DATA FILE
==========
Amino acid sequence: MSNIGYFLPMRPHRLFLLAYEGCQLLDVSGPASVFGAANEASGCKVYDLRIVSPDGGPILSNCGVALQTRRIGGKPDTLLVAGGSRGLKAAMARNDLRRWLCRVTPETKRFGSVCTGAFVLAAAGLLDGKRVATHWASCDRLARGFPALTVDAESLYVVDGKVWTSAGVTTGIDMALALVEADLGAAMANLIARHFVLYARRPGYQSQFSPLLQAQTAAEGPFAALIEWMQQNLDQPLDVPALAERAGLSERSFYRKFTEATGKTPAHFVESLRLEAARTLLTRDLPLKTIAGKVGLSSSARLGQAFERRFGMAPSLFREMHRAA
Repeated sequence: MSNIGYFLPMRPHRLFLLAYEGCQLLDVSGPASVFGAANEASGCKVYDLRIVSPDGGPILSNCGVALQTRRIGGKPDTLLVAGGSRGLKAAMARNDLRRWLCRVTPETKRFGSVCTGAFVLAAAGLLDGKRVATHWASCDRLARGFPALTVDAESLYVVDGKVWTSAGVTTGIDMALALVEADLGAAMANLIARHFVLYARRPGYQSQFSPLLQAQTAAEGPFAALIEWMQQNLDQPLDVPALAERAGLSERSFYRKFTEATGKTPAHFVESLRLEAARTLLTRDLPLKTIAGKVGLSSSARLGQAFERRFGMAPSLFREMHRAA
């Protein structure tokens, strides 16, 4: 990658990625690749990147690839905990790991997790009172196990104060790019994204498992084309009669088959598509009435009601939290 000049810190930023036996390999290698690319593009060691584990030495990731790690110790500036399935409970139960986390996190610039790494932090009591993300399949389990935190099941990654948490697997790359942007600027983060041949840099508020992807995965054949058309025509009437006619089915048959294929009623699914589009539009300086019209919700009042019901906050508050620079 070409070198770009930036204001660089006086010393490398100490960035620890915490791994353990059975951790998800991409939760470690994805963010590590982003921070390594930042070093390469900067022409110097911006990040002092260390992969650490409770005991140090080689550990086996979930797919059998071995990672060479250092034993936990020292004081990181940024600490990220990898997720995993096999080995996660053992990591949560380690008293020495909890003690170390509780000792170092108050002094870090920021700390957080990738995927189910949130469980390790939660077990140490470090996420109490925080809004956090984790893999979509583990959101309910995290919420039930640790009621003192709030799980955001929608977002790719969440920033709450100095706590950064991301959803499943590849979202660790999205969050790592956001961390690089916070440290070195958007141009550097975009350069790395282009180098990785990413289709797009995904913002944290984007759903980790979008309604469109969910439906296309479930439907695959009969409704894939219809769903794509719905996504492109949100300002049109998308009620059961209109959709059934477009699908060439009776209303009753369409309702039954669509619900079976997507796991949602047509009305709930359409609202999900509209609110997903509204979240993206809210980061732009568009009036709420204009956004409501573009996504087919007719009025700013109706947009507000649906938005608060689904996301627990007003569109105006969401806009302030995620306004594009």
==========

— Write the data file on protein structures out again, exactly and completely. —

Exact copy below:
Amino acid sequence: MSNIGYFLPMRPHRLFLLAYEGCQLLDVSGPASVFGAANEASGCKVYDLRIVSPDGGPILSNCGVALQTRRIGGKPDTLLVAGGSRGLKAAMARNDLRRWLCRVTPETKRFGSVCTGAFVLAAAGLLDGKRVATHWASCDRLARGFPALTVDAESLYVVDGKVWTSAGVTTGIDMALALVEADLGAAMANLIARHFVLYARRPGYQSQFSPLLQAQTAAEGPFAALIEWMQQNLDQPLDVPALAERAGLSERSFYRKFTEATGKTPAHFVESLRLEAARTLLTRDLPLKTIAGKVGLSSSARLGQAFERRFGMAPSLFREMHRAA
Repeated sequence: MSNIGYFLPMRPHRLFLLAYEGCQLLDVSGPASVFGAANEASGCKVYDLRIVSPDGGPILSNCGVALQTRRIGGKPDTLLVAGGSRGLKAAMARNDLRRWLCRVTPETKRFGSVCTGAFVLAAAGLLDGKRVATHWASCDRLARGFPALTVDAESLYVVDGKVWTSAGVTTGIDMALALVEADLGAAMANLIARHFVLYARRPGYQSQFSPLLQAQTAAEGPFAALIEWMQQNLDQPLDVPALAERAGLSERSFYRKFTEATGKTPAHFVESLRLEAARTLLTRDLPLKTIAGKVGLSSSARLGQAFERRFGMAPSLFREMHRAA
């Protein structure tokens, strides 16, 4: 990658990625690749990147690839905990790991997790009172196990104060790019994204498992084309009669088959598509009435009601939290 000049810190930023036996390999290698690319593009060691584990030495990731790690110790500036399935409970139960986390996190610039790494932090009591993300399949389990935190099941990654948490697997790359942007600027983060041949840099508020992807995965054949058309025509009437006619089915048959294929009623699914589009539009300086019209919700009042019901906050508050620079 070409070198770009930036204001660089006086010393490398100490960035620890915490791994353990059975951790998800991409939760470690994805963010590590982003921070390594930042070093390469900067022409110097911006990040002092260390992969650490409770005991140090080689550990086996979930797919059998071995990672060479250092034993936990020292004081990181940024600490990220990898997720995993096999080995996660053992990591949560380690008293020495909890003690170390509780000792170092108050002094870090920021700390957080990738995927189910949130469980390790939660077990140490470090996420109490925080809004956090984790893999979509583990959101309910995290919420039930640790009621003192709030799980955001929608977002790719969440920033709450100095706590950064991301959803499943590849979202660790999205969050790592956001961390690089916070440290070195958007141009550097975009350069790395282009180098990785990413289709797009995904913002944290984007759903980790979008309604469109969910439906296309479930439907695959009969409704894939219809769903794509719905996504492109949100300002049109998308009620059961209109959709059934477009699908060439009776209303009753369409309702039954669509619900079976997507796991949602047509009305709930359409609202999900509209609110997903509204979240993206809210980061732009568009009036709420204009956004409501573009996504087919007719009025700013109706947009507000649906938005608060689904996301627990007003569109105006969401806009302030995620306004594009």